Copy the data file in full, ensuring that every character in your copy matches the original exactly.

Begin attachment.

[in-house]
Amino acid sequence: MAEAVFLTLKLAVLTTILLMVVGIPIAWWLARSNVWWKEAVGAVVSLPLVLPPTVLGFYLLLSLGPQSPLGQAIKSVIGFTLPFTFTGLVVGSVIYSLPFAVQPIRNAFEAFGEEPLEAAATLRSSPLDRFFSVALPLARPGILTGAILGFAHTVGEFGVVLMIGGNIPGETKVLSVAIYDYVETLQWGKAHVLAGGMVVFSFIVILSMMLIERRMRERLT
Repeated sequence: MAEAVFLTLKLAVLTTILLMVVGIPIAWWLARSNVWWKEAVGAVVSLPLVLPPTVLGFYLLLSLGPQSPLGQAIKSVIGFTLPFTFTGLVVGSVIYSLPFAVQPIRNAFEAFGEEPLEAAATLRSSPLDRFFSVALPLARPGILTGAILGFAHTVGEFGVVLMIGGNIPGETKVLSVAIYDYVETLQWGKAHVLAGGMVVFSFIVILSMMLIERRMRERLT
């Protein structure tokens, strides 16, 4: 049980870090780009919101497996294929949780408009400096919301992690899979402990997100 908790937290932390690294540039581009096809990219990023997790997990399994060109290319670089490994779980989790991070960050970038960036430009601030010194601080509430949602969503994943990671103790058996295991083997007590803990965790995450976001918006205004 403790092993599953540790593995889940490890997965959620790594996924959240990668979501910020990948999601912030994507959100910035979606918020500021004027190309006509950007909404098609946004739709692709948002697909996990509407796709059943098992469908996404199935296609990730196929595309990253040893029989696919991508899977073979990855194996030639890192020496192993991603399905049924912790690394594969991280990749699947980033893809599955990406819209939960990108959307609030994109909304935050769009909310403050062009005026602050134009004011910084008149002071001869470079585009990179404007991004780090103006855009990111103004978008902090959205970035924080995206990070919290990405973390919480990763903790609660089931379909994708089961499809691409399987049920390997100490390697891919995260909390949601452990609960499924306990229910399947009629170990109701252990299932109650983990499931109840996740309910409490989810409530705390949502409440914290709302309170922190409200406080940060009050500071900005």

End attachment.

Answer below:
[in-house]
Amino acid sequence: MAEAVFLTLKLAVLTTILLMVVGIPIAWWLARSNVWWKEAVGAVVSLPLVLPPTVLGFYLLLSLGPQSPLGQAIKSVIGFTLPFTFTGLVVGSVIYSLPFAVQPIRNAFEAFGEEPLEAAATLRSSPLDRFFSVALPLARPGILTGAILGFAHTVGEFGVVLMIGGNIPGETKVLSVAIYDYVETLQWGKAHVLAGGMVVFSFIVILSMMLIERRMRERLT
Repeated sequence: MAEAVFLTLKLAVLTTILLMVVGIPIAWWLARSNVWWKEAVGAVVSLPLVLPPTVLGFYLLLSLGPQSPLGQAIKSVIGFTLPFTFTGLVVGSVIYSLPFAVQPIRNAFEAFGEEPLEAAATLRSSPLDRFFSVALPLARPGILTGAILGFAHTVGEFGVVLMIGGNIPGETKVLSVAIYDYVETLQWGKAHVLAGGMVVFSFIVILSMMLIERRMRERLT
């Protein structure tokens, strides 16, 4: 049980870090780009919101497996294929949780408009400096919301992690899979402990997100 908790937290932390690294540039581009096809990219990023997790997990399994060109290319670089490994779980989790991070960050970038960036430009601030010194601080509430949602969503994943990671103790058996295991083997007590803990965790995450976001918006205004 403790092993599953540790593995889940490890997965959620790594996924959240990668979501910020990948999601912030994507959100910035979606918020500021004027190309006509950007909404098609946004739709692709948002697909996990509407796709059943098992469908996404199935296609990730196929595309990253040893029989696919991508899977073979990855194996030639890192020496192993991603399905049924912790690394594969991280990749699947980033893809599955990406819209939960990108959307609030994109909304935050769009909310403050062009005026602050134009004011910084008149002071001869470079585009990179404007991004780090103006855009990111103004978008902090959205970035924080995206990070919290990405973390919480990763903790609660089931379909994708089961499809691409399987049920390997100490390697891919995260909390949601452990609960499924306990229910399947009629170990109701252990299932109650983990499931109840996740309910409490989810409530705390949502409440914290709302309170922190409200406080940060009050500071900005």